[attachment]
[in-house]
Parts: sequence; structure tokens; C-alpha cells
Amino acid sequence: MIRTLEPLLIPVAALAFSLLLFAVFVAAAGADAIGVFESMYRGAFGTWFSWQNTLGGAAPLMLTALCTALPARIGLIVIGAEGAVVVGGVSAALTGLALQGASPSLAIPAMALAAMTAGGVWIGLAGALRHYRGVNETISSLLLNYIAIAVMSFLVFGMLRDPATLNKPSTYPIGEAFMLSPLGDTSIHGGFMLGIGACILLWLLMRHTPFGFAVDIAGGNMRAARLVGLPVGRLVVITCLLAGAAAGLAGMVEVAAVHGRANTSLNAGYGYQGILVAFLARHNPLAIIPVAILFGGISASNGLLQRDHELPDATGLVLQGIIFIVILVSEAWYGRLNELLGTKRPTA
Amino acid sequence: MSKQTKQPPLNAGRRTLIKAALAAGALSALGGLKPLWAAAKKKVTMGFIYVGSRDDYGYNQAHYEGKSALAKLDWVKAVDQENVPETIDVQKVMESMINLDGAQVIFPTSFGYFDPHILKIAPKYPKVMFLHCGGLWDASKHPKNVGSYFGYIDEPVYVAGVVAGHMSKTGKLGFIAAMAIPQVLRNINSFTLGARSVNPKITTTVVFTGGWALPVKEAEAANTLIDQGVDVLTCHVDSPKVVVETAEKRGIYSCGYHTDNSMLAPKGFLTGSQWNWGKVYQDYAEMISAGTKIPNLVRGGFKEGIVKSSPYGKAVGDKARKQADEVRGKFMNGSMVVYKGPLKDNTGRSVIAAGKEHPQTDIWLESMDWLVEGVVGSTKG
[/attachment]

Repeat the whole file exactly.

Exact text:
[in-house]
Parts: sequence; structure tokens; C-alpha cells
Amino acid sequence: MIRTLEPLLIPVAALAFSLLLFAVFVAAAGADAIGVFESMYRGAFGTWFSWQNTLGGAAPLMLTALCTALPARIGLIVIGAEGAVVVGGVSAALTGLALQGASPSLAIPAMALAAMTAGGVWIGLAGALRHYRGVNETISSLLLNYIAIAVMSFLVFGMLRDPATLNKPSTYPIGEAFMLSPLGDTSIHGGFMLGIGACILLWLLMRHTPFGFAVDIAGGNMRAARLVGLPVGRLVVITCLLAGAAAGLAGMVEVAAVHGRANTSLNAGYGYQGILVAFLARHNPLAIIPVAILFGGISASNGLLQRDHELPDATGLVLQGIIFIVILVSEAWYGRLNELLGTKRPTA
Amino acid sequence: MSKQTKQPPLNAGRRTLIKAALAAGALSALGGLKPLWAAAKKKVTMGFIYVGSRDDYGYNQAHYEGKSALAKLDWVKAVDQENVPETIDVQKVMESMINLDGAQVIFPTSFGYFDPHILKIAPKYPKVMFLHCGGLWDASKHPKNVGSYFGYIDEPVYVAGVVAGHMSKTGKLGFIAAMAIPQVLRNINSFTLGARSVNPKITTTVVFTGGWALPVKEAEAANTLIDQGVDVLTCHVDSPKVVVETAEKRGIYSCGYHTDNSMLAPKGFLTGSQWNWGKVYQDYAEMISAGTKIPNLVRGGFKEGIVKSSPYGKAVGDKARKQADEVRGKFMNGSMVVYKGPLKDNTGRSVIAAGKEHPQTDIWLESMDWLVEGVVGSTKG